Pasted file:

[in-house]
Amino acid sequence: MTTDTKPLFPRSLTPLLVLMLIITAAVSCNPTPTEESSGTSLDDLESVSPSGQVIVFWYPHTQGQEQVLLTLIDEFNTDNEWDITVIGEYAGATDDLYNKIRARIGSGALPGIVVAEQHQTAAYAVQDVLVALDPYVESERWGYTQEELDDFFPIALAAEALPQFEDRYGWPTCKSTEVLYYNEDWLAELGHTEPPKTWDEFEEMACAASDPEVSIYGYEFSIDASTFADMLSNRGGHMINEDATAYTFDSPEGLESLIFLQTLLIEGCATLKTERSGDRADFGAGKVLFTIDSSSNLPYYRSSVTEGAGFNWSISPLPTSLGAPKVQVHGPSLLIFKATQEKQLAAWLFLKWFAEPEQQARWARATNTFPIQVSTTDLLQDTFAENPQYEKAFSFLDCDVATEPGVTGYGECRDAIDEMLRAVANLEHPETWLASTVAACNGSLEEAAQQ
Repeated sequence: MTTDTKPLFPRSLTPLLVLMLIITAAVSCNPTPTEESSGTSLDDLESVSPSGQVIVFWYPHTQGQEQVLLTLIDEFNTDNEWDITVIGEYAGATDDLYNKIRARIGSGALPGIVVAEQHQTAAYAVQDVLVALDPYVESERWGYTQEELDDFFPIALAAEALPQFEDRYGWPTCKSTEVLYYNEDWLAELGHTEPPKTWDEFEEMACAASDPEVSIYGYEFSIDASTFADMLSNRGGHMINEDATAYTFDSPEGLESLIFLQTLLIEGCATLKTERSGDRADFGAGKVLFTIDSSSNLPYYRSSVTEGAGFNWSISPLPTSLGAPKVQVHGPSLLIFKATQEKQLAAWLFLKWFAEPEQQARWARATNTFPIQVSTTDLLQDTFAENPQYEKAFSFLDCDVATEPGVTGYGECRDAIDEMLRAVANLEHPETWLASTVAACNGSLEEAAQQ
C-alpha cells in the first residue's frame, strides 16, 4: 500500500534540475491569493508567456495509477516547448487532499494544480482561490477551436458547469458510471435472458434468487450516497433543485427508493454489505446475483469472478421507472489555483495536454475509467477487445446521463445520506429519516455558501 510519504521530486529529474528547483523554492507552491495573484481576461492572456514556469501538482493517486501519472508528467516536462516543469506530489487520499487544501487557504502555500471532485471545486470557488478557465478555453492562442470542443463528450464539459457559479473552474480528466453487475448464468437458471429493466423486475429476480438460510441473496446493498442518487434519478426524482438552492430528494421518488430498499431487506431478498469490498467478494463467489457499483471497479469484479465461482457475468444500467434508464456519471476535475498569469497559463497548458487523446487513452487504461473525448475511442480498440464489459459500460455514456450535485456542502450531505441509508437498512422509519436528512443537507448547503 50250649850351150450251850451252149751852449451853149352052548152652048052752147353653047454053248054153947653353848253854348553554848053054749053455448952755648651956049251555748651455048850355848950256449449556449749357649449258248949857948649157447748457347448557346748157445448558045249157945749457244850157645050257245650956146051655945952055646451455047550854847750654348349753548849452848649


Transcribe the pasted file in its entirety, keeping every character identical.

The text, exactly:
[in-house]
Amino acid sequence: MTTDTKPLFPRSLTPLLVLMLIITAAVSCNPTPTEESSGTSLDDLESVSPSGQVIVFWYPHTQGQEQVLLTLIDEFNTDNEWDITVIGEYAGATDDLYNKIRARIGSGALPGIVVAEQHQTAAYAVQDVLVALDPYVESERWGYTQEELDDFFPIALAAEALPQFEDRYGWPTCKSTEVLYYNEDWLAELGHTEPPKTWDEFEEMACAASDPEVSIYGYEFSIDASTFADMLSNRGGHMINEDATAYTFDSPEGLESLIFLQTLLIEGCATLKTERSGDRADFGAGKVLFTIDSSSNLPYYRSSVTEGAGFNWSISPLPTSLGAPKVQVHGPSLLIFKATQEKQLAAWLFLKWFAEPEQQARWARATNTFPIQVSTTDLLQDTFAENPQYEKAFSFLDCDVATEPGVTGYGECRDAIDEMLRAVANLEHPETWLASTVAACNGSLEEAAQQ
Repeated sequence: MTTDTKPLFPRSLTPLLVLMLIITAAVSCNPTPTEESSGTSLDDLESVSPSGQVIVFWYPHTQGQEQVLLTLIDEFNTDNEWDITVIGEYAGATDDLYNKIRARIGSGALPGIVVAEQHQTAAYAVQDVLVALDPYVESERWGYTQEELDDFFPIALAAEALPQFEDRYGWPTCKSTEVLYYNEDWLAELGHTEPPKTWDEFEEMACAASDPEVSIYGYEFSIDASTFADMLSNRGGHMINEDATAYTFDSPEGLESLIFLQTLLIEGCATLKTERSGDRADFGAGKVLFTIDSSSNLPYYRSSVTEGAGFNWSISPLPTSLGAPKVQVHGPSLLIFKATQEKQLAAWLFLKWFAEPEQQARWARATNTFPIQVSTTDLLQDTFAENPQYEKAFSFLDCDVATEPGVTGYGECRDAIDEMLRAVANLEHPETWLASTVAACNGSLEEAAQQ
C-alpha cells in the first residue's frame, strides 16, 4: 500500500534540475491569493508567456495509477516547448487532499494544480482561490477551436458547469458510471435472458434468487450516497433543485427508493454489505446475483469472478421507472489555483495536454475509467477487445446521463445520506429519516455558501 510519504521530486529529474528547483523554492507552491495573484481576461492572456514556469501538482493517486501519472508528467516536462516543469506530489487520499487544501487557504502555500471532485471545486470557488478557465478555453492562442470542443463528450464539459457559479473552474480528466453487475448464468437458471429493466423486475429476480438460510441473496446493498442518487434519478426524482438552492430528494421518488430498499431487506431478498469490498467478494463467489457499483471497479469484479465461482457475468444500467434508464456519471476535475498569469497559463497548458487523446487513452487504461473525448475511442480498440464489459459500460455514456450535485456542502450531505441509508437498512422509519436528512443537507448547503 50250649850351150450251850451252149751852449451853149352052548152652048052752147353653047454053248054153947653353848253854348553554848053054749053455448952755648651956049251555748651455048850355848950256449449556449749357649449258248949857948649157447748457347448557346748157445448558045249157945749457244850157645050257245650956146051655945952055646451455047550854847750654348349753548849452848649